Ricardo Miranda Zúñiga

Structural Patterns

Reflections on Art, Technology and Society

JAMES ARONSON AWARDS

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Call for Submissions Deadline – March 18, 2019 for the James Aronson Awards for Social Justice Journalism & Cartooning with a Conscience.

Individual reporters, cartoonists and publications are encouraged to submit work. We are thrilled that the Aronson Awards is entering its 29th year of celebrating outstanding and risk taking journalism. Since 1990, the Aronson Awards have honored original, written reporting that exposes widespread injustices, underlying causes, and possible reforms. This includes exposing discrimination based on race, class, gender, religion or sexual orientation; economic exploitation; violations of human rights, civil liberties or free expression; environmental degradation; and brutality to civilians in war.

The Aronson Awards recognize original work published in English in newspapers, magazines, blogs and online publications based in the U.S. A separate prize, the Grambs Aronson Award for Cartooning with a Conscience, recognizes the achievements of political cartoonists whose work focuses on social issues. Individual reporters, cartoonists and publications are encouraged to submit your work.
Entry Forms: http://aronsonawards.com

The Aronson Awards are administered by the Hunter College Department of Film & Media Studies.
Directors
Tami Gold & Blanca Vazquez
718 801-0381
tamigold@mindspring.com

Written by ricardo

February 5th, 2019 at 10:41 am

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Dictator Cycle

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The series of work titled Dictator Cycle has a specific moment of inception – January 29th, 2014 when I heard that the Nicaraguan National Assembly had elected to do away with presidential term limits, effectively allowing, the current president Daniel Ortega to remain president throughout the remainder of his life.

With each manipulation of the Nicaraguan constitution by Ortega and the Sandinista party, I feel a deep sadness for the impoverished country, the birthplace of my parents and where I spent the best days of my childhood. I am also dumbfounded at the short-sightedness of the ruling party and the ignorant avarice of Daniel Ortega who will not hand over the political reigns of the country to a new generation.

Prosperity has been illusive to this small country that has suffered a long-lasting dictatorship, natural disasters, a popular revolution and seemingly inherent political corruption. If only true leaders would emerge who seeks an end to corruption and the engineering of a society striving for the well-being of all its people. Unfortunately, since the Nicaraguan National Assembly elected to eliminate presidential term limits, an end to poverty and corruption appears as distant as the worst period of the Somoza dynasty. Ortega has effectively become Somoza.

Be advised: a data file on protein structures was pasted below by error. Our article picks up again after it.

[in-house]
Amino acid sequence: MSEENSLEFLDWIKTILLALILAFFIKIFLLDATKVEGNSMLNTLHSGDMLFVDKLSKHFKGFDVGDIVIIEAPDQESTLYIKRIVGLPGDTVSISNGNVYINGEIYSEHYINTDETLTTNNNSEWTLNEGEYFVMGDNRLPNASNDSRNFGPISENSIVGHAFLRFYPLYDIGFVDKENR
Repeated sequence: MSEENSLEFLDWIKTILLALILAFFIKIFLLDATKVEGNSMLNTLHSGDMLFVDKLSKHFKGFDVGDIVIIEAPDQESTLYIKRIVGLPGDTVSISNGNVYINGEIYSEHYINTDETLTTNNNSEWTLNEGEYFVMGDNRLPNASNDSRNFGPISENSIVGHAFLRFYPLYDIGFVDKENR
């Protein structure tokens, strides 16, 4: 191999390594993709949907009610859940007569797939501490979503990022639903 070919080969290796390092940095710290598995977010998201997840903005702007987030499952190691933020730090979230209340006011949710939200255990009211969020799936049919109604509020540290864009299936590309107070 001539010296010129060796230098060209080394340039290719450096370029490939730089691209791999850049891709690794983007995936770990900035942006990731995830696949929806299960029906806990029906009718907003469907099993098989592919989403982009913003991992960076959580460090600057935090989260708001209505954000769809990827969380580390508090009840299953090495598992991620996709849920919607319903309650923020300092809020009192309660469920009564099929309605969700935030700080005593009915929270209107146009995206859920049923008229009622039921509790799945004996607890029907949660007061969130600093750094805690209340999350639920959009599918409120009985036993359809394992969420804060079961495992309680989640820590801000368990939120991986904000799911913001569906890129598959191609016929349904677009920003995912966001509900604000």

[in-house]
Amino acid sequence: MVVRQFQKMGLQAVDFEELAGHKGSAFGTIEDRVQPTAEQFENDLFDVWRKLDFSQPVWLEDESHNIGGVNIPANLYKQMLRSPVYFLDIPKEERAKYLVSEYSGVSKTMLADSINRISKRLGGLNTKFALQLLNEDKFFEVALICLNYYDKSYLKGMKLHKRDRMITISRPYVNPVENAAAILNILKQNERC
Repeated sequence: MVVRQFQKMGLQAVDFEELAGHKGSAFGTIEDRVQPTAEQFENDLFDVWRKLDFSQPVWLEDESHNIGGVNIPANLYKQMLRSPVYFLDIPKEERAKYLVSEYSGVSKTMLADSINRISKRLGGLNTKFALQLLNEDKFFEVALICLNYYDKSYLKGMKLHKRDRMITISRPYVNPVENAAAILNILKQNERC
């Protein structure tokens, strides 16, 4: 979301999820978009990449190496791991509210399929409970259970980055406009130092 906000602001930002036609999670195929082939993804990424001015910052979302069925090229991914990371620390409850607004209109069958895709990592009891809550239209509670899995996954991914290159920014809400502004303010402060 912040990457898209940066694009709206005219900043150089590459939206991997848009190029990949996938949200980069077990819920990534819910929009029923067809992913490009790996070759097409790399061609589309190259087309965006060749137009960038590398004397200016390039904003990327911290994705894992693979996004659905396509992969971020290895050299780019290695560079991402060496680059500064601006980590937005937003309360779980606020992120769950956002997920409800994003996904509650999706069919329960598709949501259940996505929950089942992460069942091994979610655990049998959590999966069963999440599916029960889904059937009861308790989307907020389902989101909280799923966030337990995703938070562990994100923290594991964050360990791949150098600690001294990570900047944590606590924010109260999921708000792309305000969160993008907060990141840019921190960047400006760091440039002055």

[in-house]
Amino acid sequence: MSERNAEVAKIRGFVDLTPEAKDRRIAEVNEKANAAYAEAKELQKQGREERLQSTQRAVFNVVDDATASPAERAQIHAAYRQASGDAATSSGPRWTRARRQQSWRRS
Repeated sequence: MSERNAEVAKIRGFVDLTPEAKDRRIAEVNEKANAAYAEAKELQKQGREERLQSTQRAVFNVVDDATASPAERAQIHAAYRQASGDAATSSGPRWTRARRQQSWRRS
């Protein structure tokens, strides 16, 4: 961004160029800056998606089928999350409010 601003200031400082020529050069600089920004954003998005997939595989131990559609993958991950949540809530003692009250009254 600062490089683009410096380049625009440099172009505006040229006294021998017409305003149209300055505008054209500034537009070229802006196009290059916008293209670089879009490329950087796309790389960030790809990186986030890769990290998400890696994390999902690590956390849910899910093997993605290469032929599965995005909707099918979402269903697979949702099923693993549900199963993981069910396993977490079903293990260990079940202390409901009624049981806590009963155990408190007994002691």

Nearly a year later, I illustrated Stalin/Putin out of anger of the increasingly draconian laws in Russia such as the “bloggers law” and “anti-gay law”. Following Stalin/Putin, I started work on the “Dictator Cycle” as an illustrative series depicting once young and noble leaders who had become corrupt autocrats unwilling to surrender power. Each “Dictator Cycle” pairing is alive today or their reign continues to have very real consequences upon the country. For example, although Gaddafi has been killed, Libya continues in disarray. Although Kim Il-sung died in 1994, his grandson Kim Jong-un is North Korea’s current supreme leader and is shown to perhaps be the most ruthless of the family dictatorship.

A Case for Latinx

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Coined in the early aughts, the term Latinx has slowly gained traction in academe and social media. Spanish is a gendered language, nouns are either female or male – they are binary and immediately evoke a binary gendered meaning and identity and value – female or male. To those who identify outside of the female and male binary, a transformation of language must occur.

Language is a living thing. Languages change over time; new words are established, pronunciations change, languages die and new languages are established; language evolves. In Judeo-Christian religions as well as other religions, language is the root of knowledge and language is power. In our culture, those who dominate a language may more easily cross class and racial boundaries. Language continues to present power.

As language is knowledge and power and language is a living thing, it can be transformed. Language is a culturally transformative vehicle. Language has the power to alter understanding and may present a means to inclusiveness. Perhaps next year the Latinx Grammys will embrace this transformation.